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mfemenel
Professor Frink

USA
1421 Posts

Posted - 03/10/2009 :  13:19:13  Show Profile  Visit mfemenel's Homepage  Reply with Quote
Since you're creating the table from scratch, Option 2. If you create the index first you incur overhead by writing the data to the table and the index. Loading just the table writes it once to disk and it's loaded. You can then create the index after the load has completed.

Mike
"oh, that monkey is going to pay"
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mciasco
Starting Member

5 Posts

Posted - 03/10/2009 :  13:22:42  Show Profile  Reply with Quote
quote:
Originally posted by sodeep

The question is how big data you are inserting?



Actually I can't answer. I'm testing with a data file of 40 MB, but data file dimension could go from a few KB to hundreds of MB.

However, at this stage, I'm not really interested in finding a particular solution that works for me, but instead, I'm interested in the correct approach (even if it's just theory), cause I need to understand also the mechanisms behind the scene.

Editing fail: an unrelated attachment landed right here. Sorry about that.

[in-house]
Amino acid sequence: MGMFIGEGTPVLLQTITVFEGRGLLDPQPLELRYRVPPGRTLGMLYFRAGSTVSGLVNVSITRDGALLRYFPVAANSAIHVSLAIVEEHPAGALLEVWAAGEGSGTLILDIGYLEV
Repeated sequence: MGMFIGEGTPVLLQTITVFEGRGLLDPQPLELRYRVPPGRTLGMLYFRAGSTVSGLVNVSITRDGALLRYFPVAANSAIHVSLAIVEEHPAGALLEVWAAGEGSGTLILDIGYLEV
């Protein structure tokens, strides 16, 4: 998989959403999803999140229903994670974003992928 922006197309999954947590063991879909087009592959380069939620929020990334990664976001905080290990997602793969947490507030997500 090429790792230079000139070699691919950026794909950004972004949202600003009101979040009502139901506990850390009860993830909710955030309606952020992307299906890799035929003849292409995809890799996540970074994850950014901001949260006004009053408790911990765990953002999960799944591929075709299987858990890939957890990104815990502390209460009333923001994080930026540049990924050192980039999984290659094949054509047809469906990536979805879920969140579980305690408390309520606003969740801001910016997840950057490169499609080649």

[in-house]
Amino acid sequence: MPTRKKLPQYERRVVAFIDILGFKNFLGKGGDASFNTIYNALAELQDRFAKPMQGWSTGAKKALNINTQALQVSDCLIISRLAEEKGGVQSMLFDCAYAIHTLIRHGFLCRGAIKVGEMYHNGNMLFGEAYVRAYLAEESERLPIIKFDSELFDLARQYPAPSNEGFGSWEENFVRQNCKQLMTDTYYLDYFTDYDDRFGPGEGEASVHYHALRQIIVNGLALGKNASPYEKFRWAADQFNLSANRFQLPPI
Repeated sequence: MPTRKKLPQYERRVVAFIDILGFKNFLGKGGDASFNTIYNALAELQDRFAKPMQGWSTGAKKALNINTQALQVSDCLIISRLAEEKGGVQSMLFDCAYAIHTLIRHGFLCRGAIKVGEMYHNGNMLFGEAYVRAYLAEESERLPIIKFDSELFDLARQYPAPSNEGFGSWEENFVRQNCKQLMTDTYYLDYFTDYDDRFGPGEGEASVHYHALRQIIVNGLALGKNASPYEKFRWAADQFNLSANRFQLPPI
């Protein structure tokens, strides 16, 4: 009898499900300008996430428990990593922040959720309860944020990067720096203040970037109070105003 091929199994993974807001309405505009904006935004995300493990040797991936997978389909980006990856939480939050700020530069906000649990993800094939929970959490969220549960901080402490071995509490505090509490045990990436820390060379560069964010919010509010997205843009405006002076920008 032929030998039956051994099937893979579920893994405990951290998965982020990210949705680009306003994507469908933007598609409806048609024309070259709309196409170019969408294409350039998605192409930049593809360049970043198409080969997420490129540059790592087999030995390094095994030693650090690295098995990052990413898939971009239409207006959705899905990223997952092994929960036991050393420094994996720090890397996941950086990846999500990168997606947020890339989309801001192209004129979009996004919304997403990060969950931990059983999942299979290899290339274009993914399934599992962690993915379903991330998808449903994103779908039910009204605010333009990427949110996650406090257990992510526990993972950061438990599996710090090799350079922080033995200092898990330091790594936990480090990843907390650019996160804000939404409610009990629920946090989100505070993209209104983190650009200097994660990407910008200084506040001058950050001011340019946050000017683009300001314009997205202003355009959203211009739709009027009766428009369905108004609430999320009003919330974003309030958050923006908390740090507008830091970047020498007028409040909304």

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mfemenel
Professor Frink

USA
1421 Posts

Posted - 03/10/2009 :  13:26:32  Show Profile  Visit mfemenel's Homepage  Reply with Quote
Will it always be the case that you're loading a clean table or will you be appending. The 2 appraoches are somewhat different.

Mike
"oh, that monkey is going to pay"
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mciasco
Starting Member

5 Posts

Posted - 03/10/2009 :  14:01:17  Show Profile  Reply with Quote
quote:
Originally posted by mfemenel

Since you're creating the table from scratch, Option 2. If you create the index first you incur overhead by writing the data to the table and the index. Loading just the table writes it once to disk and it's loaded. You can then create the index after the load has completed.



Mmm, can you tell me why this happens? I'm not saying it's wrong, I really want to understand how it works!
If I create indexes after the load, I think that DBMS needs to write data to the index too, so the storing time should be the same.
I can't understand the difference of behaviour between pre-creation and post-creation of indexes.

quote:
Originally posted by mfemenel

Will it always be the case that you're loading a clean table or will you be appending. The 2 appraoches are somewhat different.